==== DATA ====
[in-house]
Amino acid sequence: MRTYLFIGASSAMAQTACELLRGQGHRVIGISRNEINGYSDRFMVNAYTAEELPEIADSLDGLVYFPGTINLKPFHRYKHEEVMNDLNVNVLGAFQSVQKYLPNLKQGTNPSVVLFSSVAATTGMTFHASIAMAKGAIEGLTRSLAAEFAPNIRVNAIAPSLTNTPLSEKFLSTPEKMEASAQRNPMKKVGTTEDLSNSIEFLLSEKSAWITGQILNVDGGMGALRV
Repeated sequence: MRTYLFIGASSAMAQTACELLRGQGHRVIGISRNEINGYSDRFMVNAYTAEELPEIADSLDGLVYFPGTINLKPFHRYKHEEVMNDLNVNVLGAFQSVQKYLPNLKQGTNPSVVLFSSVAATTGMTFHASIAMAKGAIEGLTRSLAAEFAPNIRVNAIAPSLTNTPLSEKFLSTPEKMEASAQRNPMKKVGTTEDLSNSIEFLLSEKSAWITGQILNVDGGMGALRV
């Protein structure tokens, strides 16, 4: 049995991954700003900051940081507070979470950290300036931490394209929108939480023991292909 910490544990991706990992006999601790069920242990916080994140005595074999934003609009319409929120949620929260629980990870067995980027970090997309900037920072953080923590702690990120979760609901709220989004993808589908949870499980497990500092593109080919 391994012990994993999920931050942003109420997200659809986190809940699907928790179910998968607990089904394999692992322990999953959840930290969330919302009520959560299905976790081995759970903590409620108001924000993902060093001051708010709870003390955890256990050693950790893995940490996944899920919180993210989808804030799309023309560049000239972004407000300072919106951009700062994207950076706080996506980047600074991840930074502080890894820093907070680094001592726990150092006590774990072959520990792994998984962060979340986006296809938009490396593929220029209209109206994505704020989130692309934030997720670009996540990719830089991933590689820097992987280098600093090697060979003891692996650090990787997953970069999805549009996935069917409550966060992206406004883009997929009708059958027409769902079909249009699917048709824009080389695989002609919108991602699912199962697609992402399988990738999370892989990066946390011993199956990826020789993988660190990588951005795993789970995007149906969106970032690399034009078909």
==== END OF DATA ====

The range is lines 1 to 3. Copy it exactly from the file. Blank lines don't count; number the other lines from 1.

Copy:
[in-house]
Amino acid sequence: MRTYLFIGASSAMAQTACELLRGQGHRVIGISRNEINGYSDRFMVNAYTAEELPEIADSLDGLVYFPGTINLKPFHRYKHEEVMNDLNVNVLGAFQSVQKYLPNLKQGTNPSVVLFSSVAATTGMTFHASIAMAKGAIEGLTRSLAAEFAPNIRVNAIAPSLTNTPLSEKFLSTPEKMEASAQRNPMKKVGTTEDLSNSIEFLLSEKSAWITGQILNVDGGMGALRV
Repeated sequence: MRTYLFIGASSAMAQTACELLRGQGHRVIGISRNEINGYSDRFMVNAYTAEELPEIADSLDGLVYFPGTINLKPFHRYKHEEVMNDLNVNVLGAFQSVQKYLPNLKQGTNPSVVLFSSVAATTGMTFHASIAMAKGAIEGLTRSLAAEFAPNIRVNAIAPSLTNTPLSEKFLSTPEKMEASAQRNPMKKVGTTEDLSNSIEFLLSEKSAWITGQILNVDGGMGALRV